Sunday, September 27, 2020

Black Test Car (1962) / The Black Report (1963)

There are quite a few directors that I’ve always wanted to dig into, but between lack of availability to their films, money, and time, I have yet to really work my way through their filmography. Yasuzo Masumura is absolutely one of those directors. A wild and very diversified filmography makes him a fascinating artist, but most of his material has yet to receive proper releases. Perhaps that will end soon. With a slick duel release of his films, Black Test Car and The Black Report, Arrow Video is making a claim to continue their daunting task of hunting down the great and often forgotten cuts of cult Japanese cinema. Both films come in the same package with the Arrow Blu Ray, so for the sake of consistency with the release, both films will be discussed here as the fantastic double feature it is. They also represent two films in the Daiei ‘Black series’ and perhaps there is hope that Arrow has the rights to the rest of the 11 films in that series. Nonetheless, let’s discuss the two films from this latest release.



Director: Yasuzo Masumura


With the wave of ‘new action’ films that were being unleashed in the 60s from the various Japanese studios, one might expect the Daiei released Black Test Car to follow suit with its tale of corporate conspiracy to some degree. However, Black Test Car fits perfectly into the ‘Black series’ of old school espionage, corruption, and murder mystery that the studio was pumping out at this time period. Telling the story of two rival car manufacturers, Black Test Car is all about the corporate decay of moral ambiguity and shadowy decisions when two groups attempt to steal the ideas of the other company since they are both releasing similar sports cars on the market at the same time.


Doused in gorgeous noir visuals and seething with a sense in impending dread about the repercussions of failing to win the proverbial car race, Black Test Car is low key one of those brilliant thrillers that takes a very basic premise and imbues it in such a way that it’s impossible to ignore once it’s on. Ultimately, the car of the title is not the focus of the film, but it’s the strange depths that it’s slew of characters are willing to sacrifice themselves to that makes it a riveting watch. The manner that it’s main protagonist, hardly the “hero” of the story and played with a conflicted and occasionally sinister spirt by Jiro Tamiya, is willing to undercut his romantic relationship for the sake of his task, along with the espionage inspired tactics of his team, makes for a much darker film than expected. Director Yasuzo Masumura uses subtle visual keys, particularly in its rich and vibrant black and white cinematography, blocking, and tight camera angles, to layer into a script that could have easily fallen into more exploitative B-film territory. In fact, it’s easy to see why Arrow wanted to double up two features by this director for this release as he single handedly elevates the product far beyond it’s plot. Black Test Car is an enigmatic flick, punctuated with incredible execution of its concept and its final moments will leave one feeling a bit hollow about the sheer absurdity and dark intentions of the corporate and capitalistic world.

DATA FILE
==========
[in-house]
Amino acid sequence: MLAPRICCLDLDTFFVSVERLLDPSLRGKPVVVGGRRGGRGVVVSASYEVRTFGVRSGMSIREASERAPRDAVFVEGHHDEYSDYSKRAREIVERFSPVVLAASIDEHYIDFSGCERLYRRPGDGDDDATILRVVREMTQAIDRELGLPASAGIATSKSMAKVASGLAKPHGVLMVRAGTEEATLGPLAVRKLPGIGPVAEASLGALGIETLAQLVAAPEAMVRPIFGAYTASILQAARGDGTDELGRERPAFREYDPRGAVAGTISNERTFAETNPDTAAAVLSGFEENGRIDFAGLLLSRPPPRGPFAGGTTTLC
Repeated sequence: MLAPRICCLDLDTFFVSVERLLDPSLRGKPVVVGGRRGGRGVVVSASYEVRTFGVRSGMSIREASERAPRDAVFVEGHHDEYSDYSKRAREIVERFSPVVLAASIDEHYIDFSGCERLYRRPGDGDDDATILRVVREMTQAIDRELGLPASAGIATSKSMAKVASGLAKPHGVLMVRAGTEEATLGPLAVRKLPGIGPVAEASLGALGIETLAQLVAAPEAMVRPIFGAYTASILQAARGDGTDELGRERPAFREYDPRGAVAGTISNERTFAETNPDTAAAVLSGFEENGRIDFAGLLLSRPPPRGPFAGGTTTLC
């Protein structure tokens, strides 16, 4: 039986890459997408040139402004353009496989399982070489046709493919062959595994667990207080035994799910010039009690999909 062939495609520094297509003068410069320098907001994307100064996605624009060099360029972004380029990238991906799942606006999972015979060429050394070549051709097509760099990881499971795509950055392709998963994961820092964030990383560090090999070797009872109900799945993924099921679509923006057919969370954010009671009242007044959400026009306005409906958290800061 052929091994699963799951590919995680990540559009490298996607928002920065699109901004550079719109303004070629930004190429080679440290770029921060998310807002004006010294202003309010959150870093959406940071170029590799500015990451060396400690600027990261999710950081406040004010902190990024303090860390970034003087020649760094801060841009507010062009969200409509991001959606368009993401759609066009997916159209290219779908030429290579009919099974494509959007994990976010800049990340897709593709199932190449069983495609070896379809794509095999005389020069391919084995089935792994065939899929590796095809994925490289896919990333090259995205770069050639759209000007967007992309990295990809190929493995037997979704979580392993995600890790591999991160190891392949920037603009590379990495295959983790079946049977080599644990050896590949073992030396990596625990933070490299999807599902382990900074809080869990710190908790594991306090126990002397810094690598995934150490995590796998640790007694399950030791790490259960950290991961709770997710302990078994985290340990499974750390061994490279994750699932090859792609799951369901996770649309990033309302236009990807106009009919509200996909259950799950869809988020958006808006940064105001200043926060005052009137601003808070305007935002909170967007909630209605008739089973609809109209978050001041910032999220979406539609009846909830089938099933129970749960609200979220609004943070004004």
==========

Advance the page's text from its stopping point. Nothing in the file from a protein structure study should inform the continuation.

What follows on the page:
Director: Yasuzo Masumura


For the second film in this double feature, Arrow has smartly paired Black Test Car with a film from the next year of director Masumura’s career, The Black Report. While the director, like most of his peers in this time period, was a hired gun from the various studios, his style between the two films makes them feel like sister films, meant to be paired together in a variety of ways. Making it something of a perfect film in this double feature. The big difference between the two though is that The Black Report is a film that takes a similar nihilistic bent and applies it to more standard noir-ish murder mystery instead of a corporate espionage plot.


Once again gorgeously shot in black and white, as if it needed to hammer home its shady contrasting elements anymore in a visual manner more than it already does, The Black Report follows an up-and-coming lawyer as he is thrown a new murder case. A questionable gentleman and plenty of underhanded individuals who may or may not be involved in his violent demise jumps to the top of his massive pile of work. The film, opening up at the almost serene crime scene before the flurry of police and lawyers start investigating, is less about the reveal of the murderer than one would expect. Instead, Masumura approaches the story and narrative in a way to focus on the investigation. An ‘about the journey, not the destination’ kind of approach to its tale. The politics between law and business, how money factors into everything and the fickle nature of humanity all become obstacles to the protagonist, Kido. Naturally, like the other film in this set, the corruption of the system and the hollowness of its lofty ideals rear their head as themes and tonal choices which makes the rather standard procedural aspects of its script feel far more artistic and effective than expected. Partner that with plenty of nuanced performances and that overarching sense tension that the director cakes into the tight camera work and stylish visuals make The Black Report a gem of classic Japanese studio cinema.

 While the Blu Ray release doesn’t feature a ton of features, outside of a fantastic analysis of the director in a slick visual essay and a fantastic written piece in the booklet, the fact that these films even have a beautiful high definition release in the US is reason enough to celebrate. The quality of the two films is easily reason enough to add this set to your collection and it brings a lot of hope that perhaps Arrow Video has picked up more films from this often-overlooked director.


Written By Matt Reifschneider

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